Just like in hockey, there’s nothing quite like the feeling of giving a good check.
For the Kegonsa Elementary and Working For Kids group, raising money to help students and staff is part of the game plan. And after gaining some recent acclaim on a downtown billboard for fundraising more than $12,000 for the library, they’re at it again next week – this time on the ice.
The group is set to hold its second Kegonsa Night with the Capitols at 6 p.m. Saturday, March 7, at the Capitol Ice Arena, 2616 Pleasant View Road, Middleton.
Money raised by Kegonsa WKF at the event, and throughout the year, will go toward school and staff needs, she said.
Last year, the group raised more than $12,000 for upgrades to the school’s library collection and spaces, with two top fundraising classes getting attention in the past few months on a downtown billboard.
“They’ve been updating the library the last couple years, and (Kegonsa media specialist Kristin Rosenberg) has done a lot of painting and updating seating, making it kid-friendlier, and getting books more into this century,” Greenheck said.
The year before, they raised more than $7,000 to upgrade the school’s outdoor classroom that was started a few years ago.
“That was fun, too, because it’s so different and I think the kids love getting outside,” she said. “It’s been a good couple of years; we’ve got a good core group here working with (principal) Erin (Conrad) and the teaching staff – where they need help, we are happy to do that.”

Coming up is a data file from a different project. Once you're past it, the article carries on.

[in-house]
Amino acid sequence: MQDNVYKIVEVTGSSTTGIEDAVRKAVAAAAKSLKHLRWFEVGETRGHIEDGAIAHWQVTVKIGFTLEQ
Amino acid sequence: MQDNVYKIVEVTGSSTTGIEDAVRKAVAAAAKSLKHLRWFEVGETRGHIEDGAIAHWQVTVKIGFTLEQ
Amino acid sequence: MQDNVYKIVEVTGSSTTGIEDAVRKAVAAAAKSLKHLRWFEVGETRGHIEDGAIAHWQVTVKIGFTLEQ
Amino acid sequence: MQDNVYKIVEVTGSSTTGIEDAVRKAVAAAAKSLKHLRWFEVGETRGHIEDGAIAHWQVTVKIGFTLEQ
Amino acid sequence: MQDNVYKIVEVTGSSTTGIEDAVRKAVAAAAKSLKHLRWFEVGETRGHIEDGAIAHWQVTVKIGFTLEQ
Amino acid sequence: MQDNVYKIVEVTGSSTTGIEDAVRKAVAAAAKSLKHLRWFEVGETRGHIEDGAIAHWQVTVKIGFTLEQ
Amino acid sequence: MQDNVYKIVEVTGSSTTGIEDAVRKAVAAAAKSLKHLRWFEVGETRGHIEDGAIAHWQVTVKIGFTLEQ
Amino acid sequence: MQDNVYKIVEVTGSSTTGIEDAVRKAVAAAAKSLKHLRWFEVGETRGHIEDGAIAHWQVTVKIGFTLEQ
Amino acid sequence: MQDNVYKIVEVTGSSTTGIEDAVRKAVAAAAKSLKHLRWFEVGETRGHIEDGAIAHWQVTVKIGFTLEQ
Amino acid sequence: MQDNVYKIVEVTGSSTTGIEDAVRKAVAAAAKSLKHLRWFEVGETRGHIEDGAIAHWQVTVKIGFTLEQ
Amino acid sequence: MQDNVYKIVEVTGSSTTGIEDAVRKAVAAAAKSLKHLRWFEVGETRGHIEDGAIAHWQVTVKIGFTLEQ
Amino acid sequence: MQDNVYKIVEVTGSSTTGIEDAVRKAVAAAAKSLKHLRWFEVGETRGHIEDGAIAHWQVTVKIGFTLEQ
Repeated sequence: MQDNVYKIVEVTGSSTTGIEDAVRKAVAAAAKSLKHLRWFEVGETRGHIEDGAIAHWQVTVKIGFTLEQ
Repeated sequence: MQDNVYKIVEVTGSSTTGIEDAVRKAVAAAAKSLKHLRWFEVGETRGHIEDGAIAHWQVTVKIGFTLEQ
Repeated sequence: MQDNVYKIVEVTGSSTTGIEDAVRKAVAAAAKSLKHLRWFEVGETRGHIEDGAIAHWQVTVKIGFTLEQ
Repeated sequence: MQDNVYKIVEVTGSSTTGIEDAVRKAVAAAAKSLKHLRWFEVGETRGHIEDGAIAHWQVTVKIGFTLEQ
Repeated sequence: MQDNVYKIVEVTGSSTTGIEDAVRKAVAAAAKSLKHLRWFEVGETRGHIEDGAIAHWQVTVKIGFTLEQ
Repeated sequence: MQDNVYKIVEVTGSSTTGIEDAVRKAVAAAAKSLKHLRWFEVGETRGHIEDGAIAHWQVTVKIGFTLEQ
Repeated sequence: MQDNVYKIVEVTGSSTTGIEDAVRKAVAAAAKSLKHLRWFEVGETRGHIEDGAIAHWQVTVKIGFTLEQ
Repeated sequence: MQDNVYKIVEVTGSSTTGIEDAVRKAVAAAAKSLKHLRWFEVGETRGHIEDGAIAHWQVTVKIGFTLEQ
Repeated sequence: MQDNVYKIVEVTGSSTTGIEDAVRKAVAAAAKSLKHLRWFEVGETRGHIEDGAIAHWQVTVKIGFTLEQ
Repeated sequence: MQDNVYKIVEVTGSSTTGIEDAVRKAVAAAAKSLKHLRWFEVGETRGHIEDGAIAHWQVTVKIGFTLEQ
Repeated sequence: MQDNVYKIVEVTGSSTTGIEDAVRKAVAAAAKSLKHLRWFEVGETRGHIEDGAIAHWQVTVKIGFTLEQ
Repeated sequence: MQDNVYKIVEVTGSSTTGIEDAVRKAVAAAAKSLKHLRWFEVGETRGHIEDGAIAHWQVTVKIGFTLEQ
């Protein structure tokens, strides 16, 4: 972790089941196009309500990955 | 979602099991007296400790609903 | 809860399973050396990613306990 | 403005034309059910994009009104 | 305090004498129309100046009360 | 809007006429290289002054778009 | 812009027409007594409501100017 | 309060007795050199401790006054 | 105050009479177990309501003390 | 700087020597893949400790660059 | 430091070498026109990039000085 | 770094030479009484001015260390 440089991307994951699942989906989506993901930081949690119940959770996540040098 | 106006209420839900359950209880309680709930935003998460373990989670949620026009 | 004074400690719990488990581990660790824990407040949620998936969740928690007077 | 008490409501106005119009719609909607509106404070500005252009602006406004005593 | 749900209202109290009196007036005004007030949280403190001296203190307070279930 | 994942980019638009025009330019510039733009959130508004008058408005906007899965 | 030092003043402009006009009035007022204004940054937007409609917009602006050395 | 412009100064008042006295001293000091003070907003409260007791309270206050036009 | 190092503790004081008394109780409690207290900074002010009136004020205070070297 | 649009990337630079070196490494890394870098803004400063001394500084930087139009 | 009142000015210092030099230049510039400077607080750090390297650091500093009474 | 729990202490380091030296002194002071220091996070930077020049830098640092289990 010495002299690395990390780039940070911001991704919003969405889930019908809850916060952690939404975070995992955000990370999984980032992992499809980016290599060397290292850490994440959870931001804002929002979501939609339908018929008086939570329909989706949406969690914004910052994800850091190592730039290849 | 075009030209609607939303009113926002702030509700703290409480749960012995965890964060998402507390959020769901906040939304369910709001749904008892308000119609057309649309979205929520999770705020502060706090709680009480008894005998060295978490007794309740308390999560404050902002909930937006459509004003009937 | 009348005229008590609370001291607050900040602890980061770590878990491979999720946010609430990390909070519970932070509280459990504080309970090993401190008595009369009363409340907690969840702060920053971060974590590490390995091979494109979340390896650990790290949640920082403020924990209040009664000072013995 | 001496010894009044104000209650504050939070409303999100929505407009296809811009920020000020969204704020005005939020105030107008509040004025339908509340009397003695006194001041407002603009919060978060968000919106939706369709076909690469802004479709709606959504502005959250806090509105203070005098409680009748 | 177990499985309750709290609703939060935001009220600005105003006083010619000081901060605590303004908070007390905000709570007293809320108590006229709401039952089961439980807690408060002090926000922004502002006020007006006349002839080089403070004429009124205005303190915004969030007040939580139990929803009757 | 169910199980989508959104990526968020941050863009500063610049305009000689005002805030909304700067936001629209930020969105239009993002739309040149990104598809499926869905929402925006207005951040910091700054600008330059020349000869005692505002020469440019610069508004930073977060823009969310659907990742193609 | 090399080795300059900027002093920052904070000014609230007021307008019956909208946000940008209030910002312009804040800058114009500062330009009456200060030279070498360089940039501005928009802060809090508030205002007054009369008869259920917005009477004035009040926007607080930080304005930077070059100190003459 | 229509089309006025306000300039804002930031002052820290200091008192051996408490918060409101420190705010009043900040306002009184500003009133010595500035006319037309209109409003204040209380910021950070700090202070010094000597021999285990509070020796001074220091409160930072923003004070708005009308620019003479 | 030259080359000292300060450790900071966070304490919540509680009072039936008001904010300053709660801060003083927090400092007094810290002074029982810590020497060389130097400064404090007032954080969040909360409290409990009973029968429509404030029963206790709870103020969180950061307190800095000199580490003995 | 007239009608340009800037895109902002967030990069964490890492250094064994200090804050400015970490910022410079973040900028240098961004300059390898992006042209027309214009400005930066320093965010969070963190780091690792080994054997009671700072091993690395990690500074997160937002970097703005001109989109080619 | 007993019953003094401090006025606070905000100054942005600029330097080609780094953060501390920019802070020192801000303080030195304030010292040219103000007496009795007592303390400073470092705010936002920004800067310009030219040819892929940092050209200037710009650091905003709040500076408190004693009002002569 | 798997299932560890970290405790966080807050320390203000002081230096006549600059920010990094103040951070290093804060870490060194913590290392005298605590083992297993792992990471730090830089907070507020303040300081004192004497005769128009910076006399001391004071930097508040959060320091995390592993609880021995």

Greenheck said throughout the year, the group organizes fundraisers like book fairs, “paint nights” fall and spring dances and an annual carnival, with all money going back to the school. In recent years, the group has teamed up with the district’s other two elementary school Working For Kids groups on a shoe drive, donating money received to the Stoughton Police Department’s K-9 fund.
This holiday season, Kegonsa Working For Kids held its first “Giving Tree” event, working with school to confidentially identify around 30 students from families in need, with each student getting three items to ask for. The group also gathered monetary donations to buy wrapping supplies and grocery gift cards for 10 families, with plans to expand the program this year.
“(It’s) either direct classroom support or overall support, or (hearing), ‘Teachers could use this in the break room,’” she said. “Wherever we can help.”
Conrad said the group has worked tirelessly in support of the school’s students, educators and families, noting that the library funding included purchasing many new diverse titles, and books to supplement the district’s new English Language Arts curriculum.
“They care deeply that students have opportunities for extracurricular activities,” she wrote the Hub in an email Monday. “We are so grateful for our village of parents and families that support all that we do at Kegonsa.”